Class, gender and habitus
: a ‘Bourdieuian’ perspective of social reproduction and change in the contemporary sports field with a focus on adventure climbing

  • David Holland-Smith

Student thesis: Doctoral Thesis


The thesis draws upon six published and peer reviewed papers and a peer reviewed book chapter. An overview of each paper is followed by the publication and then an explanation of how each has contributed to the emerging research profile and methodology.

There follows a critical overview and rationale of the developing and emerging research profile and the move from a constructivist grounded methodology to a Bourdieuian theoretical and methodological position. This thesis focuses on the process of social reproduction and change in the contemporary mountaineering and climbing field. A central theme in this thesis is the relationship between social structure and individual agency. The adoption of the Bourdieuian approach represents a conceptual break with previous understandings of action, agency, objectivism, subjectivism, the individual and society. Habitus becomes a main mechanism to explore and analyse the process of social change and reproduction in the contemporary climbing and mountaineering field.

Habitus makes it possible to understand and account for the dynamic and spontaneous actions of individuals as well as the process of social reproduction and change. At the centre of the process of social change is the relationship between the habitus and the field. It is through a detailed analysis of the relationship between the habitus and the field that is possible to understand the process of structural change and the conditions where individuals are most likely and able to challenge doxa.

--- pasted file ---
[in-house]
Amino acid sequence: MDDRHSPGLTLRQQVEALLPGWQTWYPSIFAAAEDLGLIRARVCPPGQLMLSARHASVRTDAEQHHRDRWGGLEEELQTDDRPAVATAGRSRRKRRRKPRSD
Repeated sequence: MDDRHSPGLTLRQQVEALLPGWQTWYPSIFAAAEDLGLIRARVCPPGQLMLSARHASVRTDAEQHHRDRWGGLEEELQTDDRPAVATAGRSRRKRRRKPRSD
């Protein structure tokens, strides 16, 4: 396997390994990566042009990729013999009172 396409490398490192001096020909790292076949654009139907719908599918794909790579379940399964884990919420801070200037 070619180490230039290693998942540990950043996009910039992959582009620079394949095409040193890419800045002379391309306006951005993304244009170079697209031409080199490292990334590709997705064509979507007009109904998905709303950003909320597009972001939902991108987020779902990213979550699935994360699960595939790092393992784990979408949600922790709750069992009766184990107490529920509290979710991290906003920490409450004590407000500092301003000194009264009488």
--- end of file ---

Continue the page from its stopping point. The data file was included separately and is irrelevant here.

In the modern climbing context, women, particularly from the middle classes, are becoming empowered through the transformation of their bodies and the construction of often complex and contradictory identities. These women are placed to take advantage of new emerging social relations and opportunities occurring as a result of hysteresis. However, this has implications for the identities and position of established climbers, particularly men whose habitus was formed under a previous set of objective conditions, but also other women from subordinate social positions.
Date of AwardApr 2018
Original languageEnglish
Awarding Institution
  • Abertay University
SupervisorJames Moir (Supervisor) & Wallace McNeish (Supervisor)


  • Bourdieu
  • Gender
  • Class
  • Habitus
  • Hysteresis
  • Social reproduction
  • Social change
  • Adventure climbing

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